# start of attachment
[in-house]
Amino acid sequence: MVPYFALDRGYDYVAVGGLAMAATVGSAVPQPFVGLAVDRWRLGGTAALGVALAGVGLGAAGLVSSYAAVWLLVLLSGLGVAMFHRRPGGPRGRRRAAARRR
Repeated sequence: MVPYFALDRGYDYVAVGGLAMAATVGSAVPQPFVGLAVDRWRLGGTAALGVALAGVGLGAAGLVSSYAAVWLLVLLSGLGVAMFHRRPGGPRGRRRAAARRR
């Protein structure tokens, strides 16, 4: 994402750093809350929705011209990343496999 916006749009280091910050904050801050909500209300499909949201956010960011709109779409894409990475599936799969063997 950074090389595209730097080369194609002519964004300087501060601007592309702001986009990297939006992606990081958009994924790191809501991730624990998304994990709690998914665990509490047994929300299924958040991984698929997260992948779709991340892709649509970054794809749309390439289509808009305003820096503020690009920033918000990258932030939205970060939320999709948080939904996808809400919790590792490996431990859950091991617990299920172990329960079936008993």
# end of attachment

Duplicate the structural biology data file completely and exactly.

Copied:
[in-house]
Amino acid sequence: MVPYFALDRGYDYVAVGGLAMAATVGSAVPQPFVGLAVDRWRLGGTAALGVALAGVGLGAAGLVSSYAAVWLLVLLSGLGVAMFHRRPGGPRGRRRAAARRR
Repeated sequence: MVPYFALDRGYDYVAVGGLAMAATVGSAVPQPFVGLAVDRWRLGGTAALGVALAGVGLGAAGLVSSYAAVWLLVLLSGLGVAMFHRRPGGPRGRRRAAARRR
């Protein structure tokens, strides 16, 4: 994402750093809350929705011209990343496999 916006749009280091910050904050801050909500209300499909949201956010960011709109779409894409990475599936799969063997 950074090389595209730097080369194609002519964004300087501060601007592309702001986009990297939006992606990081958009994924790191809501991730624990998304994990709690998914665990509490047994929300299924958040991984698929997260992948779709991340892709649509970054794809749309390439289509808009305003820096503020690009920033918000990258932030939205970060939320999709948080939904996808809400919790590792490996431990859950091991617990299920172990329960079936008993």